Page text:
Montreal Impact feel they have an advantage on Olympic Stadium turf

MONTREAL – The Montreal Impact will not be playing in their usual home stadium on Tuesday, but they'll still feel right at home at the Olympic Stadium.

The Impact moved indoors to practice at "The Big O" on Thursday as they prepare to face Toronto FC in the first leg of their all-Canadian Audi 2016 MLS Cup Eastern Conference Championship (8 pm ET; ESPN in US | TSN1/3, RDS in Canada) at the gargantuan arena instead of the smaller outdoor confines of Stade Saputo.

They did so to re-acquaint themselves with an artificial turf surface that has helped them gain an advantage in the past and they will be hoping that continues against their rivals.

"It may be a challenge for TFC – for us, it's not," said forward Dominic Oduro. "I think we're really used to this field, even though it doesn't bounce the way you want it to be, but we've played a couple of games here and we've been doing great. So we're very accustomed to this field, which I think will be advantageous for us, but we still just have to come here and stick with what we're preparing towards and just have fun with it. It reminds me of Champions League, we just have to come here and just have fun, and hopefully we execute, hopefully we get it done."

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Oduro was also not too concerned about his speed as the Impact move from Stade Saputo's grass field to the domed stadium's synthetic pitch.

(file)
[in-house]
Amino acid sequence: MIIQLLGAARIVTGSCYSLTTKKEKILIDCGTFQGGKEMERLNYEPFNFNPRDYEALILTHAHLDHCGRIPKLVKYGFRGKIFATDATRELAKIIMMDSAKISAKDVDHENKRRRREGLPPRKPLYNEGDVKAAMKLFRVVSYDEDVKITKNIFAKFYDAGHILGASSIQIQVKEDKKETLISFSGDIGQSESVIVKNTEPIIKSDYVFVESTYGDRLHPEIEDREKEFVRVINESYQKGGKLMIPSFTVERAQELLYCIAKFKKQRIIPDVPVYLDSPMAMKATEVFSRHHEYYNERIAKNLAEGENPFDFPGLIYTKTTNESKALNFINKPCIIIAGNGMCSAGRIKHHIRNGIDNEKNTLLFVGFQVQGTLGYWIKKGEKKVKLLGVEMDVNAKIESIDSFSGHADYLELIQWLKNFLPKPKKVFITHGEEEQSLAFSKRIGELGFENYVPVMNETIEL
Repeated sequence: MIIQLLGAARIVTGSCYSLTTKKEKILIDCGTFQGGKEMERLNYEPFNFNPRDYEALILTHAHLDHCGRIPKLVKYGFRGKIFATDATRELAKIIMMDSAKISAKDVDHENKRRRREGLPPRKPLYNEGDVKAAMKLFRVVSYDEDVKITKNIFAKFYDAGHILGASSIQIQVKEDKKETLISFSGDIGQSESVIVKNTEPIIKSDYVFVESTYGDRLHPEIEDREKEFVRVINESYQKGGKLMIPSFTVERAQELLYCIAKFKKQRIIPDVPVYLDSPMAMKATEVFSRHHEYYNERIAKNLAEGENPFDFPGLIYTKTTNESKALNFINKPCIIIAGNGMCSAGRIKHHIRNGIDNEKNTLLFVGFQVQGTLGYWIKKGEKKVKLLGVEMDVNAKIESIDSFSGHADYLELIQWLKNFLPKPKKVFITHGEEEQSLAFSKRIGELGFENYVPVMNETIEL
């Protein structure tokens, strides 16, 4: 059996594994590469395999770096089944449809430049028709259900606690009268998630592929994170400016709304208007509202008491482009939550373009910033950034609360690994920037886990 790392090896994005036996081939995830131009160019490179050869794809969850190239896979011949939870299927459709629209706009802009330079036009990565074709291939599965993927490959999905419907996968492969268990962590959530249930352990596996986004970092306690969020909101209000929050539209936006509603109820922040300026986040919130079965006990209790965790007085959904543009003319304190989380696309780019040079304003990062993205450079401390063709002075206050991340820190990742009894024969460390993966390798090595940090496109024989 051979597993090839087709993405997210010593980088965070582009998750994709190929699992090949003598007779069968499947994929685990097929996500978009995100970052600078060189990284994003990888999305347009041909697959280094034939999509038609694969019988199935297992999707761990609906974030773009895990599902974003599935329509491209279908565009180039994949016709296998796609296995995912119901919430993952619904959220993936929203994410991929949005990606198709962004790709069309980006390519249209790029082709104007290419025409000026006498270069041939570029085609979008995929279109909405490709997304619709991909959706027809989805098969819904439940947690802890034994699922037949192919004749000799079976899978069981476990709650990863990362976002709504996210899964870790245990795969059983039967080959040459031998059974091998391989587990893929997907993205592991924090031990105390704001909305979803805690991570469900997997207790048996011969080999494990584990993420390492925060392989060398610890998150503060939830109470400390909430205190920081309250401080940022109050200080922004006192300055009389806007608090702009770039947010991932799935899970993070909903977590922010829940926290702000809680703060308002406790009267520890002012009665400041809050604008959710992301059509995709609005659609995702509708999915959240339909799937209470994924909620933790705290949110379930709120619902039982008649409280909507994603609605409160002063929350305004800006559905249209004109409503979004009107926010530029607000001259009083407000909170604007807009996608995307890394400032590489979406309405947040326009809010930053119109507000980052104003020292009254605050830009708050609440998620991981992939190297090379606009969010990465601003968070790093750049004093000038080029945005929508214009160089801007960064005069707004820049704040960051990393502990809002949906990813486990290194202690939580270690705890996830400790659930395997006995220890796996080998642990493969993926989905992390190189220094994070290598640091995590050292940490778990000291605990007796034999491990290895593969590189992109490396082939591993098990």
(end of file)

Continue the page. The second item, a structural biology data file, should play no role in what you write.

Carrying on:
"I'm faster everywhere," Oduro said. "Take me to the moon, I'm still fast."

Impact coach Mauro Biello also noted that his players' familiarity with Olympic Stadium's turf pitch helps as they adapt to the change from grass to turf.

"No, we have played here before," Biello said. "We trained here prior to the season, we have played big games here, and the plan is to train here and adjust to it, and today was an opportunity to get oriented to the surface. We'll gradually increase our practice tempo and level, and get ready for Toronto."

Biello said he and his staff had prepared for adapting the team to playing on turf as the Impact moved from mid-November weather at their nearby Centre Nutrilait practice facility to the controlled environment provided by the enclosed stadium's suspended roof.

"It's a bit different," Impact midfielder Ignacio Piatti said when talking about the turf. "It's harder, the artifical turf changes things, but we play our first few games of the season here so we're used to it. And I like playing here in front of all our fans – it's wonderful, I'm very happy about it."

Oduro does have sympathy for those who are unable to embrace the firm playing surface, but he is ecstatic about playing such a crucial game in front of as many Impact supporters as possible, potentially more than the 61,004 who attended the second leg of the 2015 CONCACAF Champions League final, which would make it the biggest soccer crowd in Montreal since over 70,000 attended the 1976 Olympic gold medal final.

"Obviously I respect the fact that some players don't like the turf because of how hard it is, but I also love playing here," Oduro said. "Listen, you're playing in front of a crowd of 60,000 - it can't get any better. It's just like playing in Seattle, or something like that, for me it's just really fun. I want to play in front of the crowd, just entertain them like we always do, and obviously we owe them for losing the Champions League final so that's a way to make up nice for it, and beating TFC would make it really sweet, just the cherry on the cake."